I think it is a legitimate question. And, one of the things--sometimes some of your listeners in comments mention the fact that there's this trope--I always use it every time I'm on EconTalk now where I say, 'Well, I used to think this but I made a mistake. And, now I think this.'
At the end of the essay, I actually, after thinking about it some, I'm not sure, I'm not sure that I'm right.
It may be that the reason we can't have nice things is that my side has constantly--that is the directionalists--have constantly conceded the moral high ground. And as a result, people who believe--now, I would say wrongly--but people who believe that the morally right thing to do is to have only public schools, who have only rent-control in apartments, who have full public healthcare--we're only arguing the consequences of that. We're not arguing the moral position.
And, as a result, there's many people who might be persuaded by the moral argument that--I mean these little things, this green eye-shade stuff about consequences where you have costs and benefits, they don't care about that. What many people care about in politics is the moral right. And as a result, our side may be losing because of people like me who just take a consequentialist position and don't argue the moral side.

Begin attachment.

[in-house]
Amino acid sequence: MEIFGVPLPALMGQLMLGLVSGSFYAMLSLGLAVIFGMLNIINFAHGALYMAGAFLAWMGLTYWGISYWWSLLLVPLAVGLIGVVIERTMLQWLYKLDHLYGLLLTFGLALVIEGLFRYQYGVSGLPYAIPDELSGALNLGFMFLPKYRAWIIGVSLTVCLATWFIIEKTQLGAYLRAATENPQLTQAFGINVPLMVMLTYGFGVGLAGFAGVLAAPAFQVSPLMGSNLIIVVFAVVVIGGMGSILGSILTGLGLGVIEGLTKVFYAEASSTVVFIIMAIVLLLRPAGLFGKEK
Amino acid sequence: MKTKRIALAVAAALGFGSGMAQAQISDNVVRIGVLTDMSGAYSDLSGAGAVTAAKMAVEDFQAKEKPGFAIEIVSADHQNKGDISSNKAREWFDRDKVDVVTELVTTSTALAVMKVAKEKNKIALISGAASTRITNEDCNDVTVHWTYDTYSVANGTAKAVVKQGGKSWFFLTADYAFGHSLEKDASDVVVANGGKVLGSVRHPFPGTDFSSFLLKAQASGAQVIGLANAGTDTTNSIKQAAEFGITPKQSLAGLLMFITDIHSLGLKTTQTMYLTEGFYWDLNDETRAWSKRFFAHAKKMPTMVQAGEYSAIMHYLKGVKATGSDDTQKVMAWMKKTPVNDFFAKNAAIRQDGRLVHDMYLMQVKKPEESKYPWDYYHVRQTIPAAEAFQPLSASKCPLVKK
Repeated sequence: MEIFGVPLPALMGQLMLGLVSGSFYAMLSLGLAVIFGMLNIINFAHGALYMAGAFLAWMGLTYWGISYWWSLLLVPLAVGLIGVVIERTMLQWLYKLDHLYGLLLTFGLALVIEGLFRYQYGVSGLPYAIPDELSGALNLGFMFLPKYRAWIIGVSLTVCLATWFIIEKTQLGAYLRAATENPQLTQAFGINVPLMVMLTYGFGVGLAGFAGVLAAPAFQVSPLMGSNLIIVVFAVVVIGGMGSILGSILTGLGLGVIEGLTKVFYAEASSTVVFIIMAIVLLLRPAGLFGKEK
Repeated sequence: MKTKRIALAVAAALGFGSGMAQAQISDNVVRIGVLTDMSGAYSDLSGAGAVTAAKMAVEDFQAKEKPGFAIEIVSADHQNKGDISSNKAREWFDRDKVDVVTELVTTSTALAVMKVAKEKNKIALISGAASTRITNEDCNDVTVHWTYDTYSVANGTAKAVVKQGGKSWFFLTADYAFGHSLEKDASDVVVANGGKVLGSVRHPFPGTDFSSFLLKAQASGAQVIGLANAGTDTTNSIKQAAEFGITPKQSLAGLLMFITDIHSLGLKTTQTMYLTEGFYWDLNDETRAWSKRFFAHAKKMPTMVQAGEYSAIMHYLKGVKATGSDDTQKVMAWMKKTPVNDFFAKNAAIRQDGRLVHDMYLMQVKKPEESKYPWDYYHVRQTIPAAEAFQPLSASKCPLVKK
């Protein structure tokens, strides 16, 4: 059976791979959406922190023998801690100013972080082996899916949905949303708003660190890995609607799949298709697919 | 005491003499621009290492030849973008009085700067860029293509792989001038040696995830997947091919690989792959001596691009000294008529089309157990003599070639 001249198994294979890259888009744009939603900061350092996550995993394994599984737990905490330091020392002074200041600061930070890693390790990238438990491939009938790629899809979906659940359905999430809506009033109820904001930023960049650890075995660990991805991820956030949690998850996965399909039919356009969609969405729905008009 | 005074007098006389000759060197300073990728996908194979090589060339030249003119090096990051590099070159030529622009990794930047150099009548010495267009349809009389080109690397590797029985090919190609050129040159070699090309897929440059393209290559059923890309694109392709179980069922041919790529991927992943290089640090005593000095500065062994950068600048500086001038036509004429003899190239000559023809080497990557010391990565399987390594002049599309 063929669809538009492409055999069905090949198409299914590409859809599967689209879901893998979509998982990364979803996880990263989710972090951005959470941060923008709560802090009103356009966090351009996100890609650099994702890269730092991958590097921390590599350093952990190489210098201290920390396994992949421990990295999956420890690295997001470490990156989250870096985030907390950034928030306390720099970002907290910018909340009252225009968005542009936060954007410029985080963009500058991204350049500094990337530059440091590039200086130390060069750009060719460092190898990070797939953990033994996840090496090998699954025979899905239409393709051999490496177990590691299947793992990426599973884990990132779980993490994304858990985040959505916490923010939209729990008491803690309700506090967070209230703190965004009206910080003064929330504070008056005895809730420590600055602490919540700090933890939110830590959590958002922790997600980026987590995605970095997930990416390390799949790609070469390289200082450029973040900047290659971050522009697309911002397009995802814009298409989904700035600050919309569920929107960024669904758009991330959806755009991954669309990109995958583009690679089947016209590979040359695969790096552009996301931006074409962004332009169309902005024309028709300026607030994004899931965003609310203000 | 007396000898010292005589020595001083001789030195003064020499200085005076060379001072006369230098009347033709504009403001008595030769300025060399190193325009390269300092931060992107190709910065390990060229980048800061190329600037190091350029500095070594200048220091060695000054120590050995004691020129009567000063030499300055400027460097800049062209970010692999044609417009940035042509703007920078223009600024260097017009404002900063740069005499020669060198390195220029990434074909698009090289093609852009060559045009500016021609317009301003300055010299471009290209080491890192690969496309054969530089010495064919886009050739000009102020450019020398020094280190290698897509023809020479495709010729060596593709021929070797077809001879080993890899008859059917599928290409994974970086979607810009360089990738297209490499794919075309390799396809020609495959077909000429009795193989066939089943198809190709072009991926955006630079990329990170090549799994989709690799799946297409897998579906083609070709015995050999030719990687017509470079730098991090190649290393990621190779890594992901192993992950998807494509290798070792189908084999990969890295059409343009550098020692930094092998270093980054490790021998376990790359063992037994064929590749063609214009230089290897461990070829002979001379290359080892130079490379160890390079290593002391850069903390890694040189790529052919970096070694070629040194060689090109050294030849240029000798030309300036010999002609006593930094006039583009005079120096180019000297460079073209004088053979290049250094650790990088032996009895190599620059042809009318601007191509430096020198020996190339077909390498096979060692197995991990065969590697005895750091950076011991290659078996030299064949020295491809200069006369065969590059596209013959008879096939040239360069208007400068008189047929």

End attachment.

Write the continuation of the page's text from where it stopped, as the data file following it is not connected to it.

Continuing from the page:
Russ Roberts: You're a horrible person [?]. Yeah, okay, we got that established, but it's only a handful of minutes into the conversation. No. I think--I hesitate to say this Mike, but for me you're confusing two things.
Let's take Capitalism and Freedom, which is a phenomenally readable and interesting book even though it's 60 years old, approximately. It's a great book. It's still interesting. And, Friedman lays out in that book--Milton Friedman--a lot of arguments for what at the time were unbelievably extreme positions; and some are more in between, but some of them are extreme. He argues for a volunteer army for example, which in 1962 when the book came out--I think when the book came out in 1962--was literally unimaginable. It was an absurd idea. He argued for, I think he argued for private social security in there--I'm not 100% sure.